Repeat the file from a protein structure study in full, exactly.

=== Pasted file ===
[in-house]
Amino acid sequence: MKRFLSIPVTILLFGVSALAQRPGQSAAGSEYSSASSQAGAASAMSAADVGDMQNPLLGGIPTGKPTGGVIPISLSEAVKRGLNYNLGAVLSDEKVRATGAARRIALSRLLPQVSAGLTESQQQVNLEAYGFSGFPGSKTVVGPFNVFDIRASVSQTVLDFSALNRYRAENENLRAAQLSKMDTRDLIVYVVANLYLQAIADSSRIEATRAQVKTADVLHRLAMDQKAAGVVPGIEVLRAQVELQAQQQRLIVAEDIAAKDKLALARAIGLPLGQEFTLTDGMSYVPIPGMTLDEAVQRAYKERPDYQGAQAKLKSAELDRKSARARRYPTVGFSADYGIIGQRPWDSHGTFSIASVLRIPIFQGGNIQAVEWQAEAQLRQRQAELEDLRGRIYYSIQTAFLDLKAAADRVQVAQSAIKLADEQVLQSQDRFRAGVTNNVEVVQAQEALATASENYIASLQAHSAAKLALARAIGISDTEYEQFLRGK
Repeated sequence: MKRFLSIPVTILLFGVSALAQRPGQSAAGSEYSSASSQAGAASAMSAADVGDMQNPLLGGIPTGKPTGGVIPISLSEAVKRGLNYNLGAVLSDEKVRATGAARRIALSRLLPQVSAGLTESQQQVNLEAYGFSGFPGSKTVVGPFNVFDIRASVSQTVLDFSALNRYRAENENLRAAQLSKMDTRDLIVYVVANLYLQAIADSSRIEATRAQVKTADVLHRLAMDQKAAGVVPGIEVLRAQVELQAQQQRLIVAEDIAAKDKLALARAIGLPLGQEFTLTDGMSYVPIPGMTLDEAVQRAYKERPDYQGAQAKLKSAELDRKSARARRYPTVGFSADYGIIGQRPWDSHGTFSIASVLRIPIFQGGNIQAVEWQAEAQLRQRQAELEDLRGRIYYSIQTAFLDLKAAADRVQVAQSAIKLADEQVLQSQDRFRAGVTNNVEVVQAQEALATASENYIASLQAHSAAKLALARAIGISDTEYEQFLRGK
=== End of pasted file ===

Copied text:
[in-house]
Amino acid sequence: MKRFLSIPVTILLFGVSALAQRPGQSAAGSEYSSASSQAGAASAMSAADVGDMQNPLLGGIPTGKPTGGVIPISLSEAVKRGLNYNLGAVLSDEKVRATGAARRIALSRLLPQVSAGLTESQQQVNLEAYGFSGFPGSKTVVGPFNVFDIRASVSQTVLDFSALNRYRAENENLRAAQLSKMDTRDLIVYVVANLYLQAIADSSRIEATRAQVKTADVLHRLAMDQKAAGVVPGIEVLRAQVELQAQQQRLIVAEDIAAKDKLALARAIGLPLGQEFTLTDGMSYVPIPGMTLDEAVQRAYKERPDYQGAQAKLKSAELDRKSARARRYPTVGFSADYGIIGQRPWDSHGTFSIASVLRIPIFQGGNIQAVEWQAEAQLRQRQAELEDLRGRIYYSIQTAFLDLKAAADRVQVAQSAIKLADEQVLQSQDRFRAGVTNNVEVVQAQEALATASENYIASLQAHSAAKLALARAIGISDTEYEQFLRGK
Repeated sequence: MKRFLSIPVTILLFGVSALAQRPGQSAAGSEYSSASSQAGAASAMSAADVGDMQNPLLGGIPTGKPTGGVIPISLSEAVKRGLNYNLGAVLSDEKVRATGAARRIALSRLLPQVSAGLTESQQQVNLEAYGFSGFPGSKTVVGPFNVFDIRASVSQTVLDFSALNRYRAENENLRAAQLSKMDTRDLIVYVVANLYLQAIADSSRIEATRAQVKTADVLHRLAMDQKAAGVVPGIEVLRAQVELQAQQQRLIVAEDIAAKDKLALARAIGLPLGQEFTLTDGMSYVPIPGMTLDEAVQRAYKERPDYQGAQAKLKSAELDRKSARARRYPTVGFSADYGIIGQRPWDSHGTFSIASVLRIPIFQGGNIQAVEWQAEAQLRQRQAELEDLRGRIYYSIQTAFLDLKAAADRVQVAQSAIKLADEQVLQSQDRFRAGVTNNVEVVQAQEALATASENYIASLQAHSAAKLALARAIGISDTEYEQFLRGK